Opportunities for a team to be in the same room were still relatively abundant in 2019. In the post-lockdown world of work, businesses must create events, like conferences and get-togethers, to get the whole team into the same room. This is not a luxury but an essential part of the future world of work.
The projects we work on these days include increasingly more complex tasks. Meetings to coordinate these projects are simply more effective when conducted face to face. This means flying workers from city A to city B becomes more rather than less important to guarantee optimal work outcomes.
In Australia domestic business tourism, like our population, is concentrated in just five cities.
Two thirds of all jobs are in Sydney, Melbourne, Brisbane, Perth, and Adelaide. Consequently, these ‘Big Five’ exchange many workers every day.
Looking back to 2019, we are in awe of how our capital city airports and airlines ensured this seamless daily exchange of workers. The Australian Bureau of Statistics tells us that over 26,000 workers who reside in one of the Big Five cities spent the pre-pandemic 2016 census night (Tuesday 9 August 2016) in another Big Five city. This data doesn’t even consider the countless day trips between the cities.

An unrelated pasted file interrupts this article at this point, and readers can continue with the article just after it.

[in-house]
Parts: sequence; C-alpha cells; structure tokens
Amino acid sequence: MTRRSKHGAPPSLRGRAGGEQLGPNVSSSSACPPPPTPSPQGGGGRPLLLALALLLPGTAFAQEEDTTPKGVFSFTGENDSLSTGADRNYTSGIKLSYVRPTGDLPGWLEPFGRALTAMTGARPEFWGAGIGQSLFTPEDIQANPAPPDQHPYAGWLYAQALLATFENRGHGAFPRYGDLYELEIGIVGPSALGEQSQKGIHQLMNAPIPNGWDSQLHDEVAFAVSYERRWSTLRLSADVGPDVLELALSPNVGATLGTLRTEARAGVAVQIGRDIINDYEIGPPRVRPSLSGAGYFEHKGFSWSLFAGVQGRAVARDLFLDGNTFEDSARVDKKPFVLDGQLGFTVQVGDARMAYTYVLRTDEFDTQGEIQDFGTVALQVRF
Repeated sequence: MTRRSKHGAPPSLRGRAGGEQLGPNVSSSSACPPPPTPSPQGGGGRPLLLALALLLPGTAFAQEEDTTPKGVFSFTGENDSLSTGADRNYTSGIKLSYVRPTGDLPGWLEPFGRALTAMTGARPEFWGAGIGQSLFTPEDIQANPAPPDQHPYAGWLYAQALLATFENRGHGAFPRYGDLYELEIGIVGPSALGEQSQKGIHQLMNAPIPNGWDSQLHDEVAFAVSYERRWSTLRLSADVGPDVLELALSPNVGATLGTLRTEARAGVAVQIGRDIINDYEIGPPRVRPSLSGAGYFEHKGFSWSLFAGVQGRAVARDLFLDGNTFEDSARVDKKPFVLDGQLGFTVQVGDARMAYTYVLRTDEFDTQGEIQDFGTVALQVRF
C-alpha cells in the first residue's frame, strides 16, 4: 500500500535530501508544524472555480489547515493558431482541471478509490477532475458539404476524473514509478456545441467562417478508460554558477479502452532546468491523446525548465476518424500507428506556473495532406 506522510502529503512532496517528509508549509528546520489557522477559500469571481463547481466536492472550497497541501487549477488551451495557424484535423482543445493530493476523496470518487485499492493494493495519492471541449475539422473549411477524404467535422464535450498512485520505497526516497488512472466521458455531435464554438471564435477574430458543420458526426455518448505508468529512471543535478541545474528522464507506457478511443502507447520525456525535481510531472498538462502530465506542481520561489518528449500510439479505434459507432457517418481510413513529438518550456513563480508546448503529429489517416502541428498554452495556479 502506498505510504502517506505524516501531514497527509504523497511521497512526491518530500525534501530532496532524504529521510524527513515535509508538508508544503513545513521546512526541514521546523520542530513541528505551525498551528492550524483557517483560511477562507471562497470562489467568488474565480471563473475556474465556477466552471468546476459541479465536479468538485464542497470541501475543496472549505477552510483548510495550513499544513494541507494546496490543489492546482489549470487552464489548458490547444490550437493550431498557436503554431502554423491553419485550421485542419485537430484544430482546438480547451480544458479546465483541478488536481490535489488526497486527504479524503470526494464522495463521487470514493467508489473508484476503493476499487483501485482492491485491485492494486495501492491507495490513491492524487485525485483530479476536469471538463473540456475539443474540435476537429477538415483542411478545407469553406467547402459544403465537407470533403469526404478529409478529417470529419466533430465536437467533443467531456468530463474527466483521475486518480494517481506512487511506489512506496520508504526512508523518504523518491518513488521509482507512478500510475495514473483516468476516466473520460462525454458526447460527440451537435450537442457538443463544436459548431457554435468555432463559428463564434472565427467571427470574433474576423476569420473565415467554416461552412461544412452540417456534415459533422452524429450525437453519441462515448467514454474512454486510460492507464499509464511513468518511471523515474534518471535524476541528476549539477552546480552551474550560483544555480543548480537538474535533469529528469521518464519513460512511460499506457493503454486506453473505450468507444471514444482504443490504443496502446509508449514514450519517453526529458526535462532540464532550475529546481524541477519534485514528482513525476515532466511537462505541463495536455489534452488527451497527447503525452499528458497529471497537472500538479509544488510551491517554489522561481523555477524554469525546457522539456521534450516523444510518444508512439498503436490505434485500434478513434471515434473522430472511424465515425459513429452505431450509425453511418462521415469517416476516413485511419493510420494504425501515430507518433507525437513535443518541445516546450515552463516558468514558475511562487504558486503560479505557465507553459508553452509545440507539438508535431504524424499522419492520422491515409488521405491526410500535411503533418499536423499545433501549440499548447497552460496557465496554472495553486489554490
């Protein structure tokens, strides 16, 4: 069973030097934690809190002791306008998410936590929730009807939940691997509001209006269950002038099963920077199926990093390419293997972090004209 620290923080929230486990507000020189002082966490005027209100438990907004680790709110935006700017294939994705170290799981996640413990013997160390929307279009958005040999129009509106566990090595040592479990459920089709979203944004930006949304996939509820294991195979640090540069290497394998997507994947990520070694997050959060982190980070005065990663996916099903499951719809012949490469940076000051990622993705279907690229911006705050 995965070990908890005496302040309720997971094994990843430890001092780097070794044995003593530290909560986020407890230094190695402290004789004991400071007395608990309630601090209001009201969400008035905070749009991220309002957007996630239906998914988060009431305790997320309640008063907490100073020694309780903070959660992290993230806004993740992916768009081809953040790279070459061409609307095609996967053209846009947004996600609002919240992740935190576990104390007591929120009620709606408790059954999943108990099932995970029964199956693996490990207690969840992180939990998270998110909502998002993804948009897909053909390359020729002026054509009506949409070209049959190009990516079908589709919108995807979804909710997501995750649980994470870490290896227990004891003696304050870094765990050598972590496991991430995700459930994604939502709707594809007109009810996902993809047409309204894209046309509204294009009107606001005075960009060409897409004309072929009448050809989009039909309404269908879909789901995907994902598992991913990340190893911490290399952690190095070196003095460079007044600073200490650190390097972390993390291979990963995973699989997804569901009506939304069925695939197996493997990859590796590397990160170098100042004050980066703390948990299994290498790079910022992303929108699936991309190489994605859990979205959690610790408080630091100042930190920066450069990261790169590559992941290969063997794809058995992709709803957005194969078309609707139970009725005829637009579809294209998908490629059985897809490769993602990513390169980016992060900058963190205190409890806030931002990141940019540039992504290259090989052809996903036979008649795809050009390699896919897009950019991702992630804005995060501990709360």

Essential, unavoidable complexity
Since COVID, we gained a whole new level of appreciation for the complex systems that our society is built upon. We understand the complexity of global supply chains and realised that even a small delay in international shipping can disrupt a multitude of industries relying on just-in-time delivery of parts and inputs.
Similar things can be said for our appreciation of the national aviation network.
Airports and airlines don’t have enough workers to run their complex operations seamlessly – a big shout-out to the current workers who are fighting an uphill battle.
About six weeks ago, Sydney Airport alone recorded 1200 vacancies across security and ground-handlers, which are managed by external contractors.
On top of this the airport precinct had an additional 3800 vacancies in such areas as retail, administration and cleaning. The airport since ran a big job fair and improved the staffing levels. Along comes flu season knocking out about a quarter of the staff on any given day